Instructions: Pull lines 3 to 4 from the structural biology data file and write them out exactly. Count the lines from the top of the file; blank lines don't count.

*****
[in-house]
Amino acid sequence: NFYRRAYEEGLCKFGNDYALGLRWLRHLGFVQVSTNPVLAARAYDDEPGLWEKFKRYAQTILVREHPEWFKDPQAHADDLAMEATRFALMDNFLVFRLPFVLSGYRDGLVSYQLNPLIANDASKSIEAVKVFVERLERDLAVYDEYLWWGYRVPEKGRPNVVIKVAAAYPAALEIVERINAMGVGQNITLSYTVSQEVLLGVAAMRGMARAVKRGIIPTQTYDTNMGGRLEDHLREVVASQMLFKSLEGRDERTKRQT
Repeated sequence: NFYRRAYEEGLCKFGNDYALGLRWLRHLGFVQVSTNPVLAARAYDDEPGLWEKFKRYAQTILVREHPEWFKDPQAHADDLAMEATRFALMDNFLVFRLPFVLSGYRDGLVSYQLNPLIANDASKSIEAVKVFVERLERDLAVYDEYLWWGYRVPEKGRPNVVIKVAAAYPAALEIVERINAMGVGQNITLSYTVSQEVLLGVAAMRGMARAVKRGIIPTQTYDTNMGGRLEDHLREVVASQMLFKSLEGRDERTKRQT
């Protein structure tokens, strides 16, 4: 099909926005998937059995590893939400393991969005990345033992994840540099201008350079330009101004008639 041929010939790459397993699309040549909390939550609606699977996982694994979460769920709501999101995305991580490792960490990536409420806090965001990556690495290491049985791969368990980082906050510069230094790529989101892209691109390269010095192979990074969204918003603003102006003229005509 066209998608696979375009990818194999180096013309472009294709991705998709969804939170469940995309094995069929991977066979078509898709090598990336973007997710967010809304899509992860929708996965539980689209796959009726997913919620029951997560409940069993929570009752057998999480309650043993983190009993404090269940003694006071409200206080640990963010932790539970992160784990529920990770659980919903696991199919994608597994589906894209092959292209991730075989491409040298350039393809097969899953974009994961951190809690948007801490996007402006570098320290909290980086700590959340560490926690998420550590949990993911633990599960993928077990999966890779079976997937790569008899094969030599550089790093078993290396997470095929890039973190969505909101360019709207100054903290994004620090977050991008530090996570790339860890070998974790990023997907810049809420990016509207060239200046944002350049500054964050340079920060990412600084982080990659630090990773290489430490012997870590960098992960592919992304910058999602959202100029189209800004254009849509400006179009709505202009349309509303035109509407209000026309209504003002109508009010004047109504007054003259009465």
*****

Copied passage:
Repeated sequence: NFYRRAYEEGLCKFGNDYALGLRWLRHLGFVQVSTNPVLAARAYDDEPGLWEKFKRYAQTILVREHPEWFKDPQAHADDLAMEATRFALMDNFLVFRLPFVLSGYRDGLVSYQLNPLIANDASKSIEAVKVFVERLERDLAVYDEYLWWGYRVPEKGRPNVVIKVAAAYPAALEIVERINAMGVGQNITLSYTVSQEVLLGVAAMRGMARAVKRGIIPTQTYDTNMGGRLEDHLREVVASQMLFKSLEGRDERTKRQT
């Protein structure tokens, strides 16, 4: 099909926005998937059995590893939400393991969005990345033992994840540099201008350079330009101004008639 041929010939790459397993699309040549909390939550609606699977996982694994979460769920709501999101995305991580490792960490990536409420806090965001990556690495290491049985791969368990980082906050510069230094790529989101892209691109390269010095192979990074969204918003603003102006003229005509 066209998608696979375009990818194999180096013309472009294709991705998709969804939170469940995309094995069929991977066979078509898709090598990336973007997710967010809304899509992860929708996965539980689209796959009726997913919620029951997560409940069993929570009752057998999480309650043993983190009993404090269940003694006071409200206080640990963010932790539970992160784990529920990770659980919903696991199919994608597994589906894209092959292209991730075989491409040298350039393809097969899953974009994961951190809690948007801490996007402006570098320290909290980086700590959340560490926690998420550590949990993911633990599960993928077990999966890779079976997937790569008899094969030599550089790093078993290396997470095929890039973190969505909101360019709207100054903290994004620090977050991008530090996570790339860890070998974790990023997907810049809420990016509207060239200046944002350049500054964050340079920060990412600084982080990659630090990773290489430490012997870590960098992960592919992304910058999602959202100029189209800004254009849509400006179009709505202009349309509303035109509407209000026309209504003002109508009010004047109504007054003259009465």